During the past few years, the problem of school bullying has gained national prominence. Scholars, policy-makers, and media outlets have belatedly begun to address the long-term physical consequences of bullying for children, as well as the corrosive effect of this destructive conduct on the learning environment. Because the problem is complex and multi-factored, however, solutions remain elusive.

This article examines and compares two approaches to dealing with bullying. First, litigation is considered as a way of responding to the most serious cases. Suing school districts that allow bullying to go unchecked can be helpful: victims are often entitled to compensation, officials in other school districts can be deterred by news of liability against other schools, and the ability to have one’s story heard in court can be a powerful balm in some cases. Yet litigation has substantial limitations. It is only an option in a small number of cases involving the most serious harms, but most bullying does not result in that level of injury. And even where settlements compel a student to create anti-bullying initiatives, often the resulting programs are designed to avoid litigation rather than to address the deeper issues that cause bullying in the first place.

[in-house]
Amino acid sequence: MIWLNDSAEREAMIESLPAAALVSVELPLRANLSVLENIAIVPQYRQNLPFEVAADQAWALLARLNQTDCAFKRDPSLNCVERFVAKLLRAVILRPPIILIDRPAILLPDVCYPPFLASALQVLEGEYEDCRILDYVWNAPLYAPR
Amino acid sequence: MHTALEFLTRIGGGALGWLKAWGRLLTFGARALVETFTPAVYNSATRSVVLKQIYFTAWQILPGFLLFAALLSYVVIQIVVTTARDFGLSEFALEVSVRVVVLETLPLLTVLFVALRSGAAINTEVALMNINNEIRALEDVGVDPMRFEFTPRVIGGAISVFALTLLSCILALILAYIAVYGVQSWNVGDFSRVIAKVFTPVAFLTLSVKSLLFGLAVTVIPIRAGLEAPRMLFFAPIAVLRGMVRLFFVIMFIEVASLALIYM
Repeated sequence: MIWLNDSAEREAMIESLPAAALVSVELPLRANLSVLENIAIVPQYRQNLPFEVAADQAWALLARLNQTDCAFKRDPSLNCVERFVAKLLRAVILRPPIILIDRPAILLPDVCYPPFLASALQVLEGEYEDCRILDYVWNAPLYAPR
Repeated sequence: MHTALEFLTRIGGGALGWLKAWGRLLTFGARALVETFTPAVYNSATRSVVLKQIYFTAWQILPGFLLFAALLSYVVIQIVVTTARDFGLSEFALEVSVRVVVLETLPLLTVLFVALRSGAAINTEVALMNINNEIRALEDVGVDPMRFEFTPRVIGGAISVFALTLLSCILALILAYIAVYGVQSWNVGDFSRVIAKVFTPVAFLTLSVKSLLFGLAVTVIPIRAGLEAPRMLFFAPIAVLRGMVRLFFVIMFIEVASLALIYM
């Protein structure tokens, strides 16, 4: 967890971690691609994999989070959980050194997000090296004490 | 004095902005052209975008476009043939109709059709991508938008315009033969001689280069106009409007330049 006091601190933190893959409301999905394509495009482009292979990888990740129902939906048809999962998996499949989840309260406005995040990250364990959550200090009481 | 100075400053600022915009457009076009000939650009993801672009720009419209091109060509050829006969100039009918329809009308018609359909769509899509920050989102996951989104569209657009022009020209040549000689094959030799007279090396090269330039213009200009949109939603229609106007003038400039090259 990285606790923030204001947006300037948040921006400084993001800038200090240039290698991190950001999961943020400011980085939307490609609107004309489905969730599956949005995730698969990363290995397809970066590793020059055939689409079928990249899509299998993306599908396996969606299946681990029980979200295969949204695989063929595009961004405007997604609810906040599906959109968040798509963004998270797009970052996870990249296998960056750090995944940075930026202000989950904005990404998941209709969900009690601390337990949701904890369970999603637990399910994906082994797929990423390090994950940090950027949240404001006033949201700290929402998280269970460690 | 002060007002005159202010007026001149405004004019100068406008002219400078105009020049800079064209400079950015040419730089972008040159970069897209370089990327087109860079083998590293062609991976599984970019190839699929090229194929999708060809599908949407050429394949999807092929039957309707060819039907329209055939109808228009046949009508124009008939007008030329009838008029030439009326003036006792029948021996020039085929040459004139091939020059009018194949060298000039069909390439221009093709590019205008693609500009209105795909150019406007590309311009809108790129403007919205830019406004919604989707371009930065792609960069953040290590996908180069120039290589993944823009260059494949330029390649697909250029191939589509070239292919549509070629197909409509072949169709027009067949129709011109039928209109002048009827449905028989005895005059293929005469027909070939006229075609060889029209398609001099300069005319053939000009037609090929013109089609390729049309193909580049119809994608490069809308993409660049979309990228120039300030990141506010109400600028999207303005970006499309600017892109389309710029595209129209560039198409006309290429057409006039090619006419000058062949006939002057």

With the limitations of a litigation strategy thus described, the article moves on to consider how a public health approach can lead to better outcomes. Public health takes account of all affected populations, and is committed to an evidence-based model of problem-solving. The article examines state laws and policies for fit with sound public health principles, and provides analysis of how these initiatives might result in an overall reduction in the incidence and prevalence of bullying.